George Vernon Russell, FAIA, 1905-1989
"Architect to the Stars"
My dad was a complex man: charismatic, cantankerous, kind, compassionate, demanding, egotistical, difficult, narcissistic, passionate about architecture, and loaded with talent. He was also eager to teach me all he knew, and I learned a great deal from him about both the art and business of our chosen profession. I also experienced the inevitable frictions that develop between fathers and sons working together. After ten years at his Los Angeles office (having arrived there straight out of college) I decided that it was time to follow my own course, and moved to San Francisco for a fresh start. Though I've never looked back, my admiration for what he accomplished in his very full and productive career continues to grow.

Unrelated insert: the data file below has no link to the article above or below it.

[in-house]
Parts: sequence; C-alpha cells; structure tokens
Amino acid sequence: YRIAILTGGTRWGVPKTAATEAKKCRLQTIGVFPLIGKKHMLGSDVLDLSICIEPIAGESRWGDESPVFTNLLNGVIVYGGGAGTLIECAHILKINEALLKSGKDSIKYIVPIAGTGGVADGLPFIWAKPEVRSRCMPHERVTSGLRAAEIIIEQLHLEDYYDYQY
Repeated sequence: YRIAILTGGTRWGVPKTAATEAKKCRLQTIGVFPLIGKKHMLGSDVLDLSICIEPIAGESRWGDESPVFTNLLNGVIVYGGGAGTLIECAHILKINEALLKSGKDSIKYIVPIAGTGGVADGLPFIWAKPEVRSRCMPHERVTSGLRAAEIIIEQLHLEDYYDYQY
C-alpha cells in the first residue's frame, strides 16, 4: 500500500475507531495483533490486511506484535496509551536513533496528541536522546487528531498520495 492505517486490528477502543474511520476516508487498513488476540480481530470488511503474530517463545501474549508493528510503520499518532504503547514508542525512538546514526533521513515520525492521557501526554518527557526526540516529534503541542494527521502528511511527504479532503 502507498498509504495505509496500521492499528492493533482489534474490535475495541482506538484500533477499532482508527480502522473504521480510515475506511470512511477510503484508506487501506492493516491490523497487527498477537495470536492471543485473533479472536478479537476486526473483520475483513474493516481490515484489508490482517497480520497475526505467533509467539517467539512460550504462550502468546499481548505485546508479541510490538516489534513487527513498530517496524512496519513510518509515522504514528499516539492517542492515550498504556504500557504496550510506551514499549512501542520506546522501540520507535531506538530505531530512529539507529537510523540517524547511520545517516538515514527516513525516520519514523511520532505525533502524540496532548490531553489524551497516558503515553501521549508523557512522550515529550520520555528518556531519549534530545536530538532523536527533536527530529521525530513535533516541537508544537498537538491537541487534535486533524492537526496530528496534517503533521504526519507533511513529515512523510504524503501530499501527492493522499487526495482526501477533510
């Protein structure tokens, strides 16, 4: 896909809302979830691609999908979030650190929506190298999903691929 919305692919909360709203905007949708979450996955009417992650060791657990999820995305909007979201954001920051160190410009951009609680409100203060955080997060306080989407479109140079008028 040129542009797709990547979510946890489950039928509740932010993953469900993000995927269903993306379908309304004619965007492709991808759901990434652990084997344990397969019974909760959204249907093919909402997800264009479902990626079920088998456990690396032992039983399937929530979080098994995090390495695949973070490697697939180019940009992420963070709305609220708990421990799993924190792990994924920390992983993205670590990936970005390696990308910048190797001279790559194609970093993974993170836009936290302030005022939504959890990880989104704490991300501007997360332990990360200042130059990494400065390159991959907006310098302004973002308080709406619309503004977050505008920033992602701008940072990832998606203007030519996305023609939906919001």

The first in his family to graduate from college, he began as draftsman/designer at York and Sawyer, a 300 person A&E firm in New York City. The firm had dwindled to less than 10 on the eve of the Stock Market Crash of '29, so he left for Mexico with a buddy to ride out the Depression, figuring it would be over in 6 months. 2 years later, having traveled by bus and burro throughout Central America, he returned penniless to his native California and began looking for work. Fast forward to 1935, by which time he had established a thriving practice with a partner, Douglas Honnold, who had important connections with the rich and powerful in Hollywood. From that time until he joined the war effort, (building air bases in Northern Ireland for Lockheed Aircraft,) he had cemented his place as the "Architect to the Stars," designing lavish homes for the likes of Samuel Goldwyn, Charles Boyer, Maureen O'hara, and others. He developed a deep friendship (and lasting business relationship) with Billy Wilkerson, founder of the Hollywood Reporter and serial entrepreneur, who had turned his talents to the restaurant business. In the space of 5 years, Billy had established some of the most famous and successful restaurant/nightclubs in the world: Ciro's, Cafe Trocadero, La Rue, and Vendome. George was the architect for them all. Hollywood glitterati came in droves, spent lavishly, and made Billy a very wealthy man. During this period my father began to develop the modernist style that would become his signature in the post war years and garner him national recognition.